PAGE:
Do we really need National Breast Cancer Awareness Month?
Wait, don't click away. This isn't just another I hate breast cancer month post, I swear it isn't. It's different because I'm going to admit that I didn't always hate breast cancer month. Way back in 1985 when the pharmaceutical company now known as AstraZeneca kicked out the idea, I thought it was cool. A woman's health issue taking the stage. What wasn't to like?
In my late teenhood and early adult years, breast cancer wasn't something that was talked about by everyone and their father. It was barely discussed in women's magazines. Breast cancer wasn't something my gynecologist ever talked about, either. Instead, the doctor would ask if I was doing monthly breast exams, while he (and it was always a HE) gave me my yearly breast palpitation. I might get lucky and draw a doctor who asked if I had any questions about how to do my monthly exams but that was pretty rare.
So yeah. I thought "This is great!" More awareness for a woman's disease. I might even have bought a pink ribbon. (I don't remember doing so, but knowing me - I did.) I certainly didn't bash breast cancer awareness month back then. It wasn't bash-worthy. It was actually pretty inspirational.
Suddenly breast cancer support groups began to appear. And walkathons to raise money. People started talking about breast cancer (and I think all cancer) in a different way. Also, there were survivors. Breast cancer survivors began sharing their stories on TV, in newspapers and magazines (there wasn't an internet way back then.)
It was only later, much later, that I began to feel distaste at the pink mania that always appeared during October. It was later, much later, when it became a marketing campaign for just about every major company in the United States, that I began to get uncomfortable. Still, I didn't really say anything. I just kept my distaste to myself and avoided the breast cancer walkathons and I avoided purchasing anything pink labeled or pink ribboned in October.
When the internet came along, that's when my real loathing of breast cancer awareness month began. Every year I've quietly (OK not so quietly) watched the numbers of women getting mammograms, breast cancer diagnosis and breast cancer deaths to determine whether increased mammograms actually help save women's lives. I've watched to see how much money those big companies turning their products pink in October actually donate. I've watched to see who was making money. Breast cancer awareness month has turned into something that I really don't want to be a part of. As Suzanne Reisman said earlier this month, it's bunk.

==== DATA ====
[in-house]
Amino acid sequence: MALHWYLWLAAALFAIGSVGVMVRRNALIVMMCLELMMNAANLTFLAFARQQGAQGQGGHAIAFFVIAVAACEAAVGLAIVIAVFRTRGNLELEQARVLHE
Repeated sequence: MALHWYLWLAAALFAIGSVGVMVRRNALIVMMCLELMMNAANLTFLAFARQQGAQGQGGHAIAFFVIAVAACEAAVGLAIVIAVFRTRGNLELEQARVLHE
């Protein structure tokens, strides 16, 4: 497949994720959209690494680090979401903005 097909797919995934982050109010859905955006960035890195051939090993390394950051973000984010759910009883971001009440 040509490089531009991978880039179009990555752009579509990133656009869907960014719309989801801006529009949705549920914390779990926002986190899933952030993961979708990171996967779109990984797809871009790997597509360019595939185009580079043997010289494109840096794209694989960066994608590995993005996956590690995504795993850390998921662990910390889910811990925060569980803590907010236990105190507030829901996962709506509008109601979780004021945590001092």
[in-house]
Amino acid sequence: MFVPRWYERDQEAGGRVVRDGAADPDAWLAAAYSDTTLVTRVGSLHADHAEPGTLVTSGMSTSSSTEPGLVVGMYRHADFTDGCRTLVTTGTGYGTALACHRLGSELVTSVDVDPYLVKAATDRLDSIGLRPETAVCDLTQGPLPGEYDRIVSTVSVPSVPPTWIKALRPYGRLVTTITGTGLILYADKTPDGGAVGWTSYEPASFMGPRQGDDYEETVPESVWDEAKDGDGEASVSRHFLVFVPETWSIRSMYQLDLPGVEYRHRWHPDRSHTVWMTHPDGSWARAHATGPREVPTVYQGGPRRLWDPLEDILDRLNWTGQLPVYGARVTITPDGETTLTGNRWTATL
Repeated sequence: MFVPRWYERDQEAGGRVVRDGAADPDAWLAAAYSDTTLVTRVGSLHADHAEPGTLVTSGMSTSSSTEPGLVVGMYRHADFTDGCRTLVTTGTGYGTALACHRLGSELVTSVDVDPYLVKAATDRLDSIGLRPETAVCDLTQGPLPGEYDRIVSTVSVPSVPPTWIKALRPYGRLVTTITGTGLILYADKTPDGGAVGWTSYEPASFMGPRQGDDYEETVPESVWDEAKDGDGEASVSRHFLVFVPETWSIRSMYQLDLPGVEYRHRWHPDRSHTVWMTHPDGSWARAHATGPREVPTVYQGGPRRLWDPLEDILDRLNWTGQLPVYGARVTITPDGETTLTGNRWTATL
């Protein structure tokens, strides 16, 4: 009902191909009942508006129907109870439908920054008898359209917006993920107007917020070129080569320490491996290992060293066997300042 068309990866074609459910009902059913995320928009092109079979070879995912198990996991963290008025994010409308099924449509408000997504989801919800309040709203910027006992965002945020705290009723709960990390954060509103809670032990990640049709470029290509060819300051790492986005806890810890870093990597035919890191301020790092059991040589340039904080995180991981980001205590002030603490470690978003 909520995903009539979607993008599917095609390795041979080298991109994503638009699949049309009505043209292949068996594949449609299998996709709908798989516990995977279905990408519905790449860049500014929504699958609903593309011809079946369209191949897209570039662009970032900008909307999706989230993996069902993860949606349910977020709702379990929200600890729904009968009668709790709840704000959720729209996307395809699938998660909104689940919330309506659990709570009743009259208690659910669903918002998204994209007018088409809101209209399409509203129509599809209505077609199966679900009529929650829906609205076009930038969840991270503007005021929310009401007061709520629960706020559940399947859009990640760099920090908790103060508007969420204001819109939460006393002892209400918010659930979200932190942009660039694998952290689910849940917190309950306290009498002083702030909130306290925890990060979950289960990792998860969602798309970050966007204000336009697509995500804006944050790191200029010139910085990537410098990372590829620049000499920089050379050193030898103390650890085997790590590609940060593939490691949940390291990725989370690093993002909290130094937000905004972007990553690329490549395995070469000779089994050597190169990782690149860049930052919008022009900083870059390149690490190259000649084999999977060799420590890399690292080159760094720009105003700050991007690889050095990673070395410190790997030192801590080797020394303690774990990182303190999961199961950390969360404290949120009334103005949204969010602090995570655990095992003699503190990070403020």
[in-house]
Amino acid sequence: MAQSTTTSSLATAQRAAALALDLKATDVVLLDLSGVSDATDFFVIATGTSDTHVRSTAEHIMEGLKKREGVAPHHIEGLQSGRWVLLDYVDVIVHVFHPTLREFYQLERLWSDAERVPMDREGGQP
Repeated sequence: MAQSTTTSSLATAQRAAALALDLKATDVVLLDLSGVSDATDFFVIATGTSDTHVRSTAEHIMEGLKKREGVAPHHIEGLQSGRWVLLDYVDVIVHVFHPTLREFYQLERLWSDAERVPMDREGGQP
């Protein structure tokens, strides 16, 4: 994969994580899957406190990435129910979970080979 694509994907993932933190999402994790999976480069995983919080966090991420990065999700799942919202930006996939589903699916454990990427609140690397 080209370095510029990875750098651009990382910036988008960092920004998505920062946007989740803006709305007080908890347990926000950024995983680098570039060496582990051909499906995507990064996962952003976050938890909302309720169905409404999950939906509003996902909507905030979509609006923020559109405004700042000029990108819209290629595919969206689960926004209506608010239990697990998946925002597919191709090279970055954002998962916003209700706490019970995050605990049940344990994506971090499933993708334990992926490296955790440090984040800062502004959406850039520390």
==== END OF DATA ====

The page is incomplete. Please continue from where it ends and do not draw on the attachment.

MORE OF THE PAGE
I'm all for women sharing their breast cancer stories. I'm highly in favor of supporting women who have been diagnosed with breast cancer. I'd be thrilled to see an actual cure for breast cancer but since I'm a wee bit doubtful on that front, I'd be over the moon to see some hard facts about what to do to prevent breast cancer in the first place.
Unfortunately, the majority of the breast cancer awareness hype (and money) doesn't support women who've been diagnosed with breast cancer and it doesn't seem to be getting us any closer to the info we need to help us prevent cancer, much less cure it.
CDC estimates from 1987
According to current estimates, 130,000 women in the United States will be diagnosed with invasive breast cancer and 41,000 women will die from the disease in 1987.
CDC data from 2005
186,467 women were diagnosed with breast cancer
41,116 women died from breast cancer
Instead, big pharma and the mammography industry are making a heck of a lot of money and almost every woman I know is terrified that she'll have breast cancer. (A good many of those women are sure that they'll die of it, though the statistics indicate strong odds in favor of survival.)
I don't think we need Breast Cancer Awareness Month anymore.
What would happen if nobody wore another pink ribbon or purchased another product washed in pink?
What would happen if we gave our money directly to breast cancer research, support groups, and programs that assist women who already have breast cancer?
What if we stopped believing in the current mammogram testing recommendations and paid more attention to our monthly self-exams and our own bodies?
What if we stopped participating in breast cancer walks?
What would happen if we stopped supporting National Breast Cancer Awareness Month? I say let's give it a try and find out. It sure couldn't hurt, could it?
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